Introduction: Diabetes distress (DD) is a serious problem in many people with diabetes and is associated with unfavorable clinical and psychosocial outcomes in children and adults. Little is known about DD in young adults (YAs) with type 1 diabetes mellitus (T1DM) who transferred to adult care. This study aimed to explore the differences between YAs with/without DD regarding transfer experiences, self-management and health-related quality of life (HRQoL).
Research design and methods: Cross-sectional online questionnaire completed by YAs with T1DM after transfer. DD was measured with the short form Problem Areas in Diabetes scale. Descriptive analyses were followed by t-tests and χ2 tests to explore differences between the groups with/without DD. Effect sizes were calculated.
Results: Of 164 respondents with mean age 22.7 (±1.56) years, 60.7% was female. The total sample scored low on DD (6.52±4.67; range: 0–17), but 57 (34.8%) had a score ≥8, indicating DD. YAs with DD felt less ready to transfer to adult care than those without DD and scored lower on alliance between pediatric and adult care and reception in adult care. They also reported poorer selfmanagement skills and lower HRQoL in all domains of functioning.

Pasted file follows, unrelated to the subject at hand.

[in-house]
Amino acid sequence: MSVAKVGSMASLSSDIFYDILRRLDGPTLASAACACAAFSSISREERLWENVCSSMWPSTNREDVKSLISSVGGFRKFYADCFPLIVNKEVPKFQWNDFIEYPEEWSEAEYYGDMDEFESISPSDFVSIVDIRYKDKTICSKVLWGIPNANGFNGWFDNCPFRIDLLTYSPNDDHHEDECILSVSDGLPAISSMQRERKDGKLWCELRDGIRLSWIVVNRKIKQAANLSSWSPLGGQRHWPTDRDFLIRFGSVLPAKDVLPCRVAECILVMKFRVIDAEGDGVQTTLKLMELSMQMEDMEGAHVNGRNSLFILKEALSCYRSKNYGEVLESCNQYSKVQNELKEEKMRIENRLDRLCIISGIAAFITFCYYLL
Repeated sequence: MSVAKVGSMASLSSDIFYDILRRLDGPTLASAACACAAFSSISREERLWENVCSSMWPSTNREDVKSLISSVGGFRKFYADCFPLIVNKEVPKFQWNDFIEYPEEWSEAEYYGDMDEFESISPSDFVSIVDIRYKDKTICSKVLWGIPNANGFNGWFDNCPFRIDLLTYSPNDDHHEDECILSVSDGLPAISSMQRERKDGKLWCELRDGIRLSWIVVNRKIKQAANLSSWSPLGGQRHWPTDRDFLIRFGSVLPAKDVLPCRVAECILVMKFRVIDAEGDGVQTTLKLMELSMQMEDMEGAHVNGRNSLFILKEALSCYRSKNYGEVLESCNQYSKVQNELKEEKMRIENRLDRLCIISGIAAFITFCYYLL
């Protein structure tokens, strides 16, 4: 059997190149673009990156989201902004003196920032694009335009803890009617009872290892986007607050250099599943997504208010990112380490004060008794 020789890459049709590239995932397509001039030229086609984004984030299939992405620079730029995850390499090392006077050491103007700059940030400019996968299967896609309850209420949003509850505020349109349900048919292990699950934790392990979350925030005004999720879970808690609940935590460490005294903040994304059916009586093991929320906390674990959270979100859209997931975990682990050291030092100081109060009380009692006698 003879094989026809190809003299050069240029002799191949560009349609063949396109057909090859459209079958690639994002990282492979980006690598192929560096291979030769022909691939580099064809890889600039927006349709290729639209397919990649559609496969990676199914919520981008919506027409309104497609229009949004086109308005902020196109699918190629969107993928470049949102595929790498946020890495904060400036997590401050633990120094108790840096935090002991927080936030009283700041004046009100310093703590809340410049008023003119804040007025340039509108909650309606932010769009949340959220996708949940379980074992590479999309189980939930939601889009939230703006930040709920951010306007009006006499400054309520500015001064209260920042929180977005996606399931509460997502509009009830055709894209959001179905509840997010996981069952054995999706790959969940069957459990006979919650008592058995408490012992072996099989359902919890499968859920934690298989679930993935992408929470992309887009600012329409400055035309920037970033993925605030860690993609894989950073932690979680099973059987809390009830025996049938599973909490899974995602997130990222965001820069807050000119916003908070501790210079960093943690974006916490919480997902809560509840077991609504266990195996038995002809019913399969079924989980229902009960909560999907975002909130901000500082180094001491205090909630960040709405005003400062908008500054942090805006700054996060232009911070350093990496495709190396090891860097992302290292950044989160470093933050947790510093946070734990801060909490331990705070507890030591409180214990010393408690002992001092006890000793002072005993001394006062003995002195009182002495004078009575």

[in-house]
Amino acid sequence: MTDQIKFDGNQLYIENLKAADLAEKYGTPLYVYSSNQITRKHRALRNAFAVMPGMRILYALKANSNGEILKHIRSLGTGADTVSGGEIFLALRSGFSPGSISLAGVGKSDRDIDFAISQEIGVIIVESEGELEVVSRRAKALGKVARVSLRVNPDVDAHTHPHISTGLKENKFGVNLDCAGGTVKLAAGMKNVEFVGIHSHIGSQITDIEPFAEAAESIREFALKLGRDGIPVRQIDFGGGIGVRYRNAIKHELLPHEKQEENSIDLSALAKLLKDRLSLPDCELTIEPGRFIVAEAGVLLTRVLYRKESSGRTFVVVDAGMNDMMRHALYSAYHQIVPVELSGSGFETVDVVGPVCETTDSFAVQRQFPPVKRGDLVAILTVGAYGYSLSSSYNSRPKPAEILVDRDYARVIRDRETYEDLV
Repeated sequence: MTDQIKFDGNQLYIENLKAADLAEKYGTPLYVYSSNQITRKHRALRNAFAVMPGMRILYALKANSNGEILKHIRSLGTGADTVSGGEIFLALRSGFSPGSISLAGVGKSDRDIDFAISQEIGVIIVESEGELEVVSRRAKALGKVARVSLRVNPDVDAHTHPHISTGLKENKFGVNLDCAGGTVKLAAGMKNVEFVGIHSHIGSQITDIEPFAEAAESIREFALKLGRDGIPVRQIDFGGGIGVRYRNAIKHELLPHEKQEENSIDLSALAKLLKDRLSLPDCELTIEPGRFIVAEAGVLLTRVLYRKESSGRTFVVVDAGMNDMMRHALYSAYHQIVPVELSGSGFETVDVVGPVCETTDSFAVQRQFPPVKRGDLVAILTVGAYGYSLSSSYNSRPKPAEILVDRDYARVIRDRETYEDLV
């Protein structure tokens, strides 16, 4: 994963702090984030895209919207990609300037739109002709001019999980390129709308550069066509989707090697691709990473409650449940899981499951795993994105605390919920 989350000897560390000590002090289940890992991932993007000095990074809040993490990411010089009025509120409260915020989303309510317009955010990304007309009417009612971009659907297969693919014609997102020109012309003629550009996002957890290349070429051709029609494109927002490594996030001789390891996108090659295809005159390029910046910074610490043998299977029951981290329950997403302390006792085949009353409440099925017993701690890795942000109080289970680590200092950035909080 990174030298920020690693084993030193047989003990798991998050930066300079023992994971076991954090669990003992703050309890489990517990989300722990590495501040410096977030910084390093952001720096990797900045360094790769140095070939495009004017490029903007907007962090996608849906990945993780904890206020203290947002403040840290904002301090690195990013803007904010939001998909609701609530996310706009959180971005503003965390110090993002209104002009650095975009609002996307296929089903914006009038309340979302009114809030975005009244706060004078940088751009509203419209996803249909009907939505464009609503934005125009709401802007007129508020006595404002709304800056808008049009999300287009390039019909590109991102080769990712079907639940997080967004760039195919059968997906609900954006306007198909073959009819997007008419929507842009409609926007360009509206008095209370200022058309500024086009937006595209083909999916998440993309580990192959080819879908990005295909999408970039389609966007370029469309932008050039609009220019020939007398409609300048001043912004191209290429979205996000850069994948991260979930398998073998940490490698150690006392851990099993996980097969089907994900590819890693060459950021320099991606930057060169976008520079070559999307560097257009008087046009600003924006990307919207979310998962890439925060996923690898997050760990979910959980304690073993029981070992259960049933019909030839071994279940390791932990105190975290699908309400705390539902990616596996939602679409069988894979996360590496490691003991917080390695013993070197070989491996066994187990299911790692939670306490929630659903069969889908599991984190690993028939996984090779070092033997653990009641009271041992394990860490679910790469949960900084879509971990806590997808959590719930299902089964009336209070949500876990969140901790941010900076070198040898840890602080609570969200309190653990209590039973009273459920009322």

Conclusions: More than one-third YAs experienced DD after transfer; this was associated with less favorable transition, self-management and psychosocial outcomes. Transfer in care seems to be a source of DD. Systematic screening on DD and attention for YAs’ worries is recommended in both pediatric and adult care.